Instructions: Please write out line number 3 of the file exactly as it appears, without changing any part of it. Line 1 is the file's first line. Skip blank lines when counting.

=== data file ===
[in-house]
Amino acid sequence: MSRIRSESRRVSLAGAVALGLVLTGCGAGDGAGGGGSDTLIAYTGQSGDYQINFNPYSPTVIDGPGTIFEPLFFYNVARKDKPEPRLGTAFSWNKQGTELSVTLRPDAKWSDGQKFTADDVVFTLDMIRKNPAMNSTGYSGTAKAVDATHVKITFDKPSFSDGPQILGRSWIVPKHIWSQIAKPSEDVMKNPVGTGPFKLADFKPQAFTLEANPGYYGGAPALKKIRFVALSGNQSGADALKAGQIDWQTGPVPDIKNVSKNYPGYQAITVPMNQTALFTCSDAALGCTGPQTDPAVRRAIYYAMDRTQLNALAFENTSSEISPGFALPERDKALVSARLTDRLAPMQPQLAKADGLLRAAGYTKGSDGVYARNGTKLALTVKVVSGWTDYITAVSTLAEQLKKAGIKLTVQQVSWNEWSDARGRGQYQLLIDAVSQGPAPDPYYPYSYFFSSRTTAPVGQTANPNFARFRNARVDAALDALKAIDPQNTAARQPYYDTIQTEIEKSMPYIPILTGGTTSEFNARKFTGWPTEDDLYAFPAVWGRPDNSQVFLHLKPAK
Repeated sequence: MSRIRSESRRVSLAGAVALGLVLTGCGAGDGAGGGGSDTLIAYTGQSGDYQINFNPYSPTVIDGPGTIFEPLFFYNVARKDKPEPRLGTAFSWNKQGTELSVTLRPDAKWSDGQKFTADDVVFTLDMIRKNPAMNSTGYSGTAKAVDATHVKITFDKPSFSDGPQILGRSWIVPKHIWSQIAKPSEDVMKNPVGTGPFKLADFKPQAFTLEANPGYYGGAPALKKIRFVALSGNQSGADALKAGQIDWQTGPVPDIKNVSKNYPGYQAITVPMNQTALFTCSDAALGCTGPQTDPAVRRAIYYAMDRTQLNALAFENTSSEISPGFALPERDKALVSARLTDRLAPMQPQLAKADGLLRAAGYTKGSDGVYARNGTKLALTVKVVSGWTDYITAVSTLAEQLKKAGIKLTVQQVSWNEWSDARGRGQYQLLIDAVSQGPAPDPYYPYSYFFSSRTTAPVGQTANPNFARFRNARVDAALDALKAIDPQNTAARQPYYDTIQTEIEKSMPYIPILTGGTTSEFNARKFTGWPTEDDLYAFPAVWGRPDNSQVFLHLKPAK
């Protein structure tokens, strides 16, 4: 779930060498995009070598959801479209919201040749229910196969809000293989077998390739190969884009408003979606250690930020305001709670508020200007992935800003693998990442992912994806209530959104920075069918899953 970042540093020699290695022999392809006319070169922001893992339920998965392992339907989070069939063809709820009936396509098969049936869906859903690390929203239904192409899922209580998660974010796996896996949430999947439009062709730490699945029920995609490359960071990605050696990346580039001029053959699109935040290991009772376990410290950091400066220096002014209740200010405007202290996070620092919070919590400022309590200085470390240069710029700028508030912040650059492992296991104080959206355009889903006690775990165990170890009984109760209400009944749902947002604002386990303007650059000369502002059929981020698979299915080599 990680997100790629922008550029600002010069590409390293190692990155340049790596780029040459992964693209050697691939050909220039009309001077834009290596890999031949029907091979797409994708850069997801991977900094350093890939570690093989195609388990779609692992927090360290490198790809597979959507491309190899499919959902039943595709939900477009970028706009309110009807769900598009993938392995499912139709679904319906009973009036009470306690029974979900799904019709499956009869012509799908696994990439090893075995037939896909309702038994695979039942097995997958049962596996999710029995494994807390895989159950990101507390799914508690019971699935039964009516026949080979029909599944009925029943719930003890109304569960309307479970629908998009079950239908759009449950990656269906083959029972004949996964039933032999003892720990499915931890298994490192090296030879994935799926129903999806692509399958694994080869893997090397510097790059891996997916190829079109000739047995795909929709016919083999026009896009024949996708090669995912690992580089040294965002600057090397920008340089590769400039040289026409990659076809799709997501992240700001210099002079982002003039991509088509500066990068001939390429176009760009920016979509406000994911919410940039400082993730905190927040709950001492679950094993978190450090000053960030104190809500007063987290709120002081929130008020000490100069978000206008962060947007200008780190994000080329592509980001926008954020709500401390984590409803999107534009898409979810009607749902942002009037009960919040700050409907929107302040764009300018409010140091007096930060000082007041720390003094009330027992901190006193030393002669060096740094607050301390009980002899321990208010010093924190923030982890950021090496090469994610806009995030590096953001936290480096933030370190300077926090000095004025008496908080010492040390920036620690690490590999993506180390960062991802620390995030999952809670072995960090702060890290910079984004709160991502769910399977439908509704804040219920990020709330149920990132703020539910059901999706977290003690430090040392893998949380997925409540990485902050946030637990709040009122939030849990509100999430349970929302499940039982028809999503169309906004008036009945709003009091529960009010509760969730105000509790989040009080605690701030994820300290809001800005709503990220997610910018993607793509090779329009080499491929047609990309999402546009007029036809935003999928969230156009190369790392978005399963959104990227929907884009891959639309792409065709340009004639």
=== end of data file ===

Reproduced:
Repeated sequence: MSRIRSESRRVSLAGAVALGLVLTGCGAGDGAGGGGSDTLIAYTGQSGDYQINFNPYSPTVIDGPGTIFEPLFFYNVARKDKPEPRLGTAFSWNKQGTELSVTLRPDAKWSDGQKFTADDVVFTLDMIRKNPAMNSTGYSGTAKAVDATHVKITFDKPSFSDGPQILGRSWIVPKHIWSQIAKPSEDVMKNPVGTGPFKLADFKPQAFTLEANPGYYGGAPALKKIRFVALSGNQSGADALKAGQIDWQTGPVPDIKNVSKNYPGYQAITVPMNQTALFTCSDAALGCTGPQTDPAVRRAIYYAMDRTQLNALAFENTSSEISPGFALPERDKALVSARLTDRLAPMQPQLAKADGLLRAAGYTKGSDGVYARNGTKLALTVKVVSGWTDYITAVSTLAEQLKKAGIKLTVQQVSWNEWSDARGRGQYQLLIDAVSQGPAPDPYYPYSYFFSSRTTAPVGQTANPNFARFRNARVDAALDALKAIDPQNTAARQPYYDTIQTEIEKSMPYIPILTGGTTSEFNARKFTGWPTEDDLYAFPAVWGRPDNSQVFLHLKPAK